by Cathleen Jacinto, SE, PE

With the holidays upon us, and as you hopefully find time to recover from recent project deadlines, it is a good time to rebalance. Is there one area in your life you would like to improve upon? Start small. Perhaps reach out to one old friend once a month, or insert a daily task planning session into your calendar.

“A new discipline immediately alters your life direction. You don’t change destinations immediately, but you can change direction immediately.”

The above quote by Jim Rohn is taken from his book Leading an Inspired Life. He defines discipline as “those unique steps of intelligent thought and activity that put a lid on temper and a faucet on courtesy; that develop the positive and control the negative; that encourage success and deter failure.”

He provides three keys to discipline:

1) Awareness of the need to make necessary changes

2) Willingness and eagerness to maintain your new discipline deliberately, wisely, and consistently

3) Commitment in daily life

So start the process of mastering one small discipline. Then move on to another. This places the focus on building your character, your work ethic, and who you are becoming, slowly through small disciplines. As Mr. Rohn states, “whatever good things we build end up building us.”

Cathleen_JacintoWe are excited to announce that we have hired Cathleen Jacinto, SE, PE, to expand the technical content for SE University™. This will include additional information to further enhance the Innovation Hub of the SEU Resource Center™ as well as technical content for web seminars. Cathleen was the author of the Coordination Checklist for Elevator Design.

Cathleen worked as a structural engineer in Chicago for 14 years, including 10 years at Thornton Tomasetti and 4 years at T.Y. Lin International. She has a BSCE from the University of Illinois at Urbana Champaign (UIUC) and a Master’s in Structural Engineering from the Illinois Institute of Technology (IIT). A licensed SE and PE in Illinois, Cathleen lives in the Chicago suburbs with her husband and two daughters.

She can be reached via email at Cathleen.Jacinto@LearnWithSEU.com, or you can also connect with her on LinkedIn at www.linkedin.com/in/cathleenjacinto.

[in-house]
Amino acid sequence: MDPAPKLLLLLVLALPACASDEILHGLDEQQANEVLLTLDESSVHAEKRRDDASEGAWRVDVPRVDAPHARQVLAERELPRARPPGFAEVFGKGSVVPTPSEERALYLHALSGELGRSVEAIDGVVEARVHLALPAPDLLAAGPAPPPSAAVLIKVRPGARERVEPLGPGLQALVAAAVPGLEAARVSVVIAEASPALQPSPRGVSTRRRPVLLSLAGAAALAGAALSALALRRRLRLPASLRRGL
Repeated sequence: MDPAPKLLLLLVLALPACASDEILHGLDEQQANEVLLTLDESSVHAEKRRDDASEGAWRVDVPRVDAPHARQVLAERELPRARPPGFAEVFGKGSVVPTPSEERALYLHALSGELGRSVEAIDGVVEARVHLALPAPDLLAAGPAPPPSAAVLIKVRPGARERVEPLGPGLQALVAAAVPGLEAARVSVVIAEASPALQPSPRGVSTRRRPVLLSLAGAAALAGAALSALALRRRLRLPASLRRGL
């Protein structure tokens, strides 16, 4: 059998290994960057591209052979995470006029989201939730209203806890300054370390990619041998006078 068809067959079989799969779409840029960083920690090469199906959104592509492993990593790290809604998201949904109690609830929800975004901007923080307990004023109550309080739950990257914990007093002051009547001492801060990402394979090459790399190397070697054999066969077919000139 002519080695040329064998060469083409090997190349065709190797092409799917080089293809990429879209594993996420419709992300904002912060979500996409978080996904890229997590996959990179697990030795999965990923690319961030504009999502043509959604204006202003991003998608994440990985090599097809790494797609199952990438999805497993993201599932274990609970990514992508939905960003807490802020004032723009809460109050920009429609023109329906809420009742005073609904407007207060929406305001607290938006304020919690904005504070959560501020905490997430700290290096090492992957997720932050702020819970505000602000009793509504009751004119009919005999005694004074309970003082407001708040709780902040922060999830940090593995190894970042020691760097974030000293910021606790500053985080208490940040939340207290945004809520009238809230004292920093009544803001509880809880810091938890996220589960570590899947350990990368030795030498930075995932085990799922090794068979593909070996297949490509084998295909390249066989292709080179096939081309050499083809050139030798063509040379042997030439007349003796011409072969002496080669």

How much time do you spend in your car each year? Why not take advantage of “windshield time” to improve your skills and knowledge? I learned this idea from Zig Ziglar, who was a well known salesperson and sales trainer, and have found it to be very helpful. (I started implementing this back when cassette tapes were the medium used.)

I must admit that there are times when my 2 children wonder why they get subjected to listening to these presentations, but my hope is that at least some of the ideas will take root in them.

There is an abundance of material available for you to learn from depending on your interests, including technical presentations related to structural engineering.

One of my favorites is “The Art of Exceptional Living” by Jim Rohn. I keep this in my car and listen to it several times a year. Here are a few of my favorite thoughts/quotes from Jim…

– Don’t wish it was easier, wish you were better.
– Don’t wish for less problems, wish for more skills.
– You don’t get paid for time, you get paid for the value you bring to the marketplace.

Please email me suggestions of your favorite learning material. For the first person who emails me their personal learning favorite, I will send you a free copy of either Jim Rohn’s CD, “The Art of Exceptional Living,” or Dale Carnegie’s Book, “How to Win Friends and Influence People.”

In a future article, I will include the suggestions I receive from you.

In the meantime, order something educational for your “windshield time” today, and have a great October!

Technology exists today that is helping improve the process of shop drawing review. Engineers who utilize the Model Review technology are finding they are improving the quality of their review, in addition to saving time and having more fun. Once implemented, most engineers comment how they would not want to go back to the former processes.

This new process is also increasing the level of collaboration between engineers and fabricators/detailers. It is important to reiterate that technology such as this is simply a tool that facilitates a better way of working, but at the core of this must be the desire from both sides to increase collaboration.

The feedback from engineers who have implemented these new workflows has been very positive. Erleen Hatfield, P.E. and Partner at Buro Happold in New York, had this to say about her experience in utilizing this new technology: “When fabricators are willing to send us models as the shop drawings instead of the traditional 2D paper drawings (we call these ‘shop models’ since ‘shop drawings’ doesn’t really fit anymore) we know the review process is going to go much smoother and significantly faster.”